'M.I.' ponies - this stood for Mounted Infantry. A new technique had to be invented for local infantry to keep up with the quick moving Boers. Many local regiments were converted into Mounted Infantry - they used the horses to move quickly, but dismounted to fight as infantry - with horeseholders looking after the horses.

A 'drift' is a local word for a crossing point in a river - a Ford.

Wow...that is all extremely interesting...and I am most amazed at your valuation Mervyn, but judging by your knowledge of the photos, I bow to your knowledge about the album's worth! I'll be intrigued to hear your comments about the other albums/photos I'm going to put on here. I think what I need to do is read a book or two about the war - is Thomas Pakenham's book a good start? Thanks for the tips on how to protect the photos. I must admit, we (my family) have so many bits and pieces that have just sat in a dry, dark room for years, that I wonder how I can protect it all for the future. I guess I'll learn as I go!

Cheers

Alex

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I'll volunteer to look after all your collection if you want Alex :cheers:

:D Very kind of you, but can you provide references??!! Mind you, if you're ever down this way, I'd always be glad for you to have a look.

:beer:

Edited by rusticalex

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Cracking photos Alex

Thanks for taking the time and effort to scan them in. I look forward to seeing any more you may have.

Richard

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Absolutely brilliant and a rare piece of history. What regiment did he serve in?. As Mervyn states M.I. does indeed stand for Mounted Infantry and you would find a number of regiments coming together to form larger units as the M.I.Companies themselves were small in number compared to their parent battalions.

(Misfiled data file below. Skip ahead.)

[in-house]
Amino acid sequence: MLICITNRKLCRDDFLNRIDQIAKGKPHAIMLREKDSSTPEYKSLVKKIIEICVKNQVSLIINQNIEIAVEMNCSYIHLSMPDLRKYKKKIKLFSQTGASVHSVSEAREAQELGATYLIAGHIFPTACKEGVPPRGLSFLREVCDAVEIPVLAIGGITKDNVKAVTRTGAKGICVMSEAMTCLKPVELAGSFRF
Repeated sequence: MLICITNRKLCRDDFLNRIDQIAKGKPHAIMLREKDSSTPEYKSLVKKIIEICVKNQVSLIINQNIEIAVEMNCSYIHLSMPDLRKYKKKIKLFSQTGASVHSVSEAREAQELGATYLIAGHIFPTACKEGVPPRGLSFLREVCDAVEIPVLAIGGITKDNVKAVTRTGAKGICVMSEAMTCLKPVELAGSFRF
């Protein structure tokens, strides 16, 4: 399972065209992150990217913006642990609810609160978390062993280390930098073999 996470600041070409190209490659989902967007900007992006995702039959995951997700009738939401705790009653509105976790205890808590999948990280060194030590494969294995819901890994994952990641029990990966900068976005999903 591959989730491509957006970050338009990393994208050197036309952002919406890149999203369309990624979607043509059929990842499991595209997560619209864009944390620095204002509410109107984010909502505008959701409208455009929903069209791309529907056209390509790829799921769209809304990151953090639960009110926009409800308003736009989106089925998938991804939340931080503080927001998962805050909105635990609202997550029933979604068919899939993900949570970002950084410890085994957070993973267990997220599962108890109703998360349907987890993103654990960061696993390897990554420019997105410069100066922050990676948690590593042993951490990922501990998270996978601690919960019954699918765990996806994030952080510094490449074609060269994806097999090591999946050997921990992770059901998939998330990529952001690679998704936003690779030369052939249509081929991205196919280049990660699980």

These units also had the distinction of introducing a new rank to the infantry that of "Company Sergeant Major". Colour Sergeants from infantry battalions seconded to the M.I. were given that rank while serving with the M.I., but on returning to their unit had to revert back to the rank of Clr/Sgt.

After the Boer War training in Mounted Infantry tactics continued for a number of years, but appears to have gone into abeyance long before the outbreak of WWI. It's only then do we see a shake up of ranks and battalion structure and the permanent introduction of the CSM.

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Absolutely brilliant and a rare piece of history. What regiment did he serve in?.

My grandfather:

I will do a profile on him at some stage, and his brother, but I've no idea where to start on either of them, as we have so many photos, letters, etc, etc! I'll stick with simpler things for the moment!!

:beer:

Alex

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Simon - don't be 'cheeky' - I saw them first and anyway, these should all be in one of our S.A. museums !!

Graham - I hadn't realised that it was with the MI that the title of Co.Sgt.Maj. was created. Thanks for that 'tidbit'.

Going back to the photos - the two of the remount section at work are particularly interesting. The one with the horses is self explanatory, but these animals ran freely so, they had to put up wire to be able to capture them. The saga of the horses and mules in the Boer War is a very sad one - their life expectancy was short - the food was hard to find and the distances vast. They have recently erected a memorial to the great numbers that died, at the Veterinarian School in Natal - perhaps someone (Brett ?) could give us more info. on the numbers ? They ended up being brought from all over the Empire to provide sufficient numbers. Also, because of the losses, the remount section was a large one.